Communist Party emphatically stated that it was impossible to control scarcity and price rise without preventing profiteering by big landlords, wholesalers and other vested interests. It put forward practical suggestions to take over the stocks from big landlords and others and to distribute them among the people. It not only demanded action to prevent food grains being transported from the famine stricken areas, but also formed volunteer organisations to undertake this work where the authorities were not prepared to do it. Volunteer organisations also acted against hoarding of food grains and other essential commodities resorted to by sections of merchants and landlords. The Communist Party was actively engaged in building a movement against exploitation by the landlords, wholesalers and against the anti-people character of the British rulers who were abetting these exploiters.
The propaganda campaigns and relief work organised by the Party at the all India level on the Bengal famine created an impact on Indian politics. The approach of the Party during the campaign in connection with Bengal famine was to serve the people under any circumstances and under any condition.
The Party mobilised food grains, collected money and essential commodities from throughout the country to organise relief camps in Bengal. Volunteers and even doctor teams were mobilised and sent to work in organising relief activities in Bengal. The involvement of the Party in these relief activities helped in developing contacts with the people and also retaining their confidence and trust. The Communist Party believed that the immediate task was to expose the vested class interests of the landlords, hoarders and the rulers by rendering all assistance to the victims of famine, price rise and starvation.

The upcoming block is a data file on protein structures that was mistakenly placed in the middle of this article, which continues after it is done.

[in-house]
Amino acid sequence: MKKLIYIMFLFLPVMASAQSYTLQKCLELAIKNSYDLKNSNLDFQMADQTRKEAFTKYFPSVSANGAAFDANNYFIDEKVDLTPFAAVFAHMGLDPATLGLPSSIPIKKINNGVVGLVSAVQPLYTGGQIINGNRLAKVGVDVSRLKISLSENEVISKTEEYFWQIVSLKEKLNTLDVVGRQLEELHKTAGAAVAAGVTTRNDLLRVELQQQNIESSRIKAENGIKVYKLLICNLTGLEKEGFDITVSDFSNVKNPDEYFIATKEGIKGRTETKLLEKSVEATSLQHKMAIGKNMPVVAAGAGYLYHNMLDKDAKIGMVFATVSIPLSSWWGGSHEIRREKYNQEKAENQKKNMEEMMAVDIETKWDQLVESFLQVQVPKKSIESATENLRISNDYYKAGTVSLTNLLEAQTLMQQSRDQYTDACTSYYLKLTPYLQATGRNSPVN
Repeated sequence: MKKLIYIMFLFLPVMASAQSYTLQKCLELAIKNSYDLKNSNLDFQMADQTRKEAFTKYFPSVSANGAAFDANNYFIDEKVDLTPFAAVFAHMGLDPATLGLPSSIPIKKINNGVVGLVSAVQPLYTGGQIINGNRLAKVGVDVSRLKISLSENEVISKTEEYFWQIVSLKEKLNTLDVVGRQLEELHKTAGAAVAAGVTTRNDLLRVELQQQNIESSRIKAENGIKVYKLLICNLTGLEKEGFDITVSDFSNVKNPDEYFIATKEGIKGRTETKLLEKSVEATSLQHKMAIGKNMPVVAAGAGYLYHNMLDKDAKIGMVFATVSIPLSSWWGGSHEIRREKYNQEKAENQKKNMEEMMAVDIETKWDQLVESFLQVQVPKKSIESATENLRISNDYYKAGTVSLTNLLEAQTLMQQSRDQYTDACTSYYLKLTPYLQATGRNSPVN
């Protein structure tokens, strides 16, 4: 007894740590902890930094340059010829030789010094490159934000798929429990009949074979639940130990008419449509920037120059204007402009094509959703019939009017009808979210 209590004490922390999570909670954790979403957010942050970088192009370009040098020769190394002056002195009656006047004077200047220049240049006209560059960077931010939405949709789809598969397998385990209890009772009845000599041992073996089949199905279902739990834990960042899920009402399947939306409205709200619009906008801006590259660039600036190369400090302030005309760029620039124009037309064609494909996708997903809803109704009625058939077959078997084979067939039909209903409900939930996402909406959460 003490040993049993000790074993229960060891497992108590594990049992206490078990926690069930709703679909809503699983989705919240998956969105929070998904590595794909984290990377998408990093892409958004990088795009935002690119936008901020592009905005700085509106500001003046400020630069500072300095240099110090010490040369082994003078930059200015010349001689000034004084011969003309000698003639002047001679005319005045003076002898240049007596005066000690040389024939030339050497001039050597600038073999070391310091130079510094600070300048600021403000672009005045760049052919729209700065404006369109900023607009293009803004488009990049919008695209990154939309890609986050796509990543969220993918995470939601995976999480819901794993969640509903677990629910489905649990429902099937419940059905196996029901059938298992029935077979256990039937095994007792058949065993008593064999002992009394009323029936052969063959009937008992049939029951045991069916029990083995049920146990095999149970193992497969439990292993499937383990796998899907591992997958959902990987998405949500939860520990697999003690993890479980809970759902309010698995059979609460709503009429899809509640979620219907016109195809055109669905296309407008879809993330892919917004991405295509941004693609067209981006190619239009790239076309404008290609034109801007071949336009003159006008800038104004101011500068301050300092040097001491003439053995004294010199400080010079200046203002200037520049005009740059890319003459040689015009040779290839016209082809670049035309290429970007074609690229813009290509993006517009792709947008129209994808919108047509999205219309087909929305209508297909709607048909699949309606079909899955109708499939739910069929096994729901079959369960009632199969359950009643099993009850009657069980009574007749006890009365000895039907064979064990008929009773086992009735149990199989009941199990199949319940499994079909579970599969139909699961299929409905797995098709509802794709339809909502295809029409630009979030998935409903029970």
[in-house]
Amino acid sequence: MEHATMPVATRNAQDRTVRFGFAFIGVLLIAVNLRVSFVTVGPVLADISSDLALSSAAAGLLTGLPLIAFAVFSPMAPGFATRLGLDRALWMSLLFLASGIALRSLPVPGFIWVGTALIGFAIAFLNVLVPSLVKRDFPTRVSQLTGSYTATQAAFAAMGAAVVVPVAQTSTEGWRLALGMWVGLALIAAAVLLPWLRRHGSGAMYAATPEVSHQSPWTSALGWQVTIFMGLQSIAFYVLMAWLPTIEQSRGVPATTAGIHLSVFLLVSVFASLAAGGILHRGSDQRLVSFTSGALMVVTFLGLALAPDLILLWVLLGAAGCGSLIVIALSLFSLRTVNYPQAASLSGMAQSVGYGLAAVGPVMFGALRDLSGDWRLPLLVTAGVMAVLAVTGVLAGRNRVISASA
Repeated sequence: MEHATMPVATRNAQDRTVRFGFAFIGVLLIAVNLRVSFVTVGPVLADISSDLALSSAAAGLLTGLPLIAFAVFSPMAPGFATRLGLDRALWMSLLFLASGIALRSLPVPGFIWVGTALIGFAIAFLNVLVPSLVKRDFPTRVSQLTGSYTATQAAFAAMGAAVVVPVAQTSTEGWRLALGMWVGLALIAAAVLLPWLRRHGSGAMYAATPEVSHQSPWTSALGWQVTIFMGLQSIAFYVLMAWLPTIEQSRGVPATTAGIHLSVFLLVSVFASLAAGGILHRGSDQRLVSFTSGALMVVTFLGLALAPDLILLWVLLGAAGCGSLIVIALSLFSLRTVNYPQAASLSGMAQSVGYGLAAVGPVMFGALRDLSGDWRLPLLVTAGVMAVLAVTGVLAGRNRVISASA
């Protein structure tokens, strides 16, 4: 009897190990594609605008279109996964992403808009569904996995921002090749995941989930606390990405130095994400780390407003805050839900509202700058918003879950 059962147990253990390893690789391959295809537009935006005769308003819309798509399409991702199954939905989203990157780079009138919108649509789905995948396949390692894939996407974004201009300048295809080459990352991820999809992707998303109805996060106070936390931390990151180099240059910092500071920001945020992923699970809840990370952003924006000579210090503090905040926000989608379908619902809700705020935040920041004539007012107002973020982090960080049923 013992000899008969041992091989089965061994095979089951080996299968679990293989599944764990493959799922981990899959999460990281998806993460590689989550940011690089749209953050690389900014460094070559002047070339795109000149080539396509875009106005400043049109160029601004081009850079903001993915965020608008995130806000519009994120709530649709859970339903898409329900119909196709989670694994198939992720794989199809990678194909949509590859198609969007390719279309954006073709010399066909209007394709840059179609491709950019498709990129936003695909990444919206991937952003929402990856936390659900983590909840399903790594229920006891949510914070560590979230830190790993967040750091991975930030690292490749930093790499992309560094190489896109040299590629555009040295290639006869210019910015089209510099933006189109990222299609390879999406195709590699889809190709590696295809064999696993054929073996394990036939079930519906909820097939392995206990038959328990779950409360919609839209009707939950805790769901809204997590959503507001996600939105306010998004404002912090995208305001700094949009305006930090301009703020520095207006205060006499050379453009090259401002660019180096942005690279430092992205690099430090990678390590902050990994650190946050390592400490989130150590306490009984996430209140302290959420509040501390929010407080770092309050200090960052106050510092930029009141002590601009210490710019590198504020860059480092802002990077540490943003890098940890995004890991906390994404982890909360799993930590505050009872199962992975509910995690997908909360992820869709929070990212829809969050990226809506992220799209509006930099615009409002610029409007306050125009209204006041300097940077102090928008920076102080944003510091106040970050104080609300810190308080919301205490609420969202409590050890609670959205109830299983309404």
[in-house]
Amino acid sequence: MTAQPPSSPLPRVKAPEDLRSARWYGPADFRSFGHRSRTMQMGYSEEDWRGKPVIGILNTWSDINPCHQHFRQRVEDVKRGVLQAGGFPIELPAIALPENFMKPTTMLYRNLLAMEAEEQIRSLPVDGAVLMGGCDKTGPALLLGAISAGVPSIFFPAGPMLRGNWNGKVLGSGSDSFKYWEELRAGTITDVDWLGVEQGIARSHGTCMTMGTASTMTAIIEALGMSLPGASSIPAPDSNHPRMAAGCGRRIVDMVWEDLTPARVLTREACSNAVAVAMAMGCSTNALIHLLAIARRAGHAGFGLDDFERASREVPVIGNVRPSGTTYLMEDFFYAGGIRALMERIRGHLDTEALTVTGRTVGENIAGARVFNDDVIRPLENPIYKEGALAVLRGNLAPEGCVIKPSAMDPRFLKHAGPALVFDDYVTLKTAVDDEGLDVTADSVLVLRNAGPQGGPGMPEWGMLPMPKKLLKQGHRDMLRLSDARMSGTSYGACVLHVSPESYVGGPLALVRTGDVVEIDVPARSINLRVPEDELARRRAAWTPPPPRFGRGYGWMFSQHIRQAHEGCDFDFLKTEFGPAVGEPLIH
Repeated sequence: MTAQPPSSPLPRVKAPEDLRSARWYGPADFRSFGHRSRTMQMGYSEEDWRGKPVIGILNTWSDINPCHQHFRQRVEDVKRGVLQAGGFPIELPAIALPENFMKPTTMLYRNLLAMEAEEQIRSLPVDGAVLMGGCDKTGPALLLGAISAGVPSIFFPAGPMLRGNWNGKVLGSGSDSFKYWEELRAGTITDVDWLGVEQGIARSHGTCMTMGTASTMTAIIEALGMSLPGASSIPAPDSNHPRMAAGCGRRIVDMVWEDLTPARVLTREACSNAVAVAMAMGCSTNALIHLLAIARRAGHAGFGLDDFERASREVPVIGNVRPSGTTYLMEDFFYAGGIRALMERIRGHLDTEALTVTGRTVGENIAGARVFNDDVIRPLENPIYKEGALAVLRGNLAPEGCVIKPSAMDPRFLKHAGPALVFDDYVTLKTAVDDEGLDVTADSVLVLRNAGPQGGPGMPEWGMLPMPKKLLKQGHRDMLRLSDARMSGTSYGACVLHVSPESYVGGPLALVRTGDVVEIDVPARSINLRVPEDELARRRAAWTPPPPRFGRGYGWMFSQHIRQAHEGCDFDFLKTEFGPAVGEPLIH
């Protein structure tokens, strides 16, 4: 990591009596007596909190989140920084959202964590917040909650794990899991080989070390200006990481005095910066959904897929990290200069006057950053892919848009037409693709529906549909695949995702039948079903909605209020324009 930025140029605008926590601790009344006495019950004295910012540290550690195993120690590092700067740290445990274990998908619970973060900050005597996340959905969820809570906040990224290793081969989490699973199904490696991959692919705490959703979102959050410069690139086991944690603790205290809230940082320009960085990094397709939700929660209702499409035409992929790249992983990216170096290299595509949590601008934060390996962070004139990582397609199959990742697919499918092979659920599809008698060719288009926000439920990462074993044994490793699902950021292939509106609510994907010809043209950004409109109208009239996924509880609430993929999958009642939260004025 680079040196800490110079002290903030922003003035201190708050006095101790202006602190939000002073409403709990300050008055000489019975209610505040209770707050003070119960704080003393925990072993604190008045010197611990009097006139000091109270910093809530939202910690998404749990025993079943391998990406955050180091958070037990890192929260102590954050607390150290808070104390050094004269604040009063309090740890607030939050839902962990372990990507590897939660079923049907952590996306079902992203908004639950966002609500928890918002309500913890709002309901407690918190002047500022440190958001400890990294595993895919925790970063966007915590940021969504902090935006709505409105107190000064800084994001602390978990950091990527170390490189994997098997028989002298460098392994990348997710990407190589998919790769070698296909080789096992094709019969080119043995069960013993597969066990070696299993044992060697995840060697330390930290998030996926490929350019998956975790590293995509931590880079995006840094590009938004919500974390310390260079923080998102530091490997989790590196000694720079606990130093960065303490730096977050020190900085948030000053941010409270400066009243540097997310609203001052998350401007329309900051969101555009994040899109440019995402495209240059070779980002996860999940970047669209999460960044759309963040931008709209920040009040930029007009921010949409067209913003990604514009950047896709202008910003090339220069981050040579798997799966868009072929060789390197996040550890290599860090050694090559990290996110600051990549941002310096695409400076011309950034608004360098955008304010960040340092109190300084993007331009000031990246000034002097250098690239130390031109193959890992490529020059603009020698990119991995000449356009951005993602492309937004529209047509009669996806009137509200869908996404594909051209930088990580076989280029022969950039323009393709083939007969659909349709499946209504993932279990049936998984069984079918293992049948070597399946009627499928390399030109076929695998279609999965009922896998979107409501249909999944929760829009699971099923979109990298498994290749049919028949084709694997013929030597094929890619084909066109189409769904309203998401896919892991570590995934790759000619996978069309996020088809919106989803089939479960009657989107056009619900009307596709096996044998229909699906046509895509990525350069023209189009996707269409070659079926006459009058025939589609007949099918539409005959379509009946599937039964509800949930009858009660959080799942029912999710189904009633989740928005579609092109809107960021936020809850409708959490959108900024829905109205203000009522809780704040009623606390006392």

Although famine, price rise and starvation deaths were acute in Bengal, they were common throughout India. In each province they showed up in accordance with its own characteristics. The crisis of the socio-economic system manifested itself everywhere in the country. Progressive and anti-imperialist minded people were convinced that the solution to this problem was to change India's existing socio-economic system after ending the British rule. There was no difference of opinion among the various sections of people that this task had to be accomplished as soon as possible.
The famine which broke out during and after the war, the increase in the prices of essential articles, the decrease in the real income of wage earners and similar other hardships gave impetus to organised struggles of workers and middle-class employees. Food scarcity that prevailed during the war became acute in 1945. According to the estimate of the Viceroy, Lord Wavell, about hundred million people were affected by scarcity.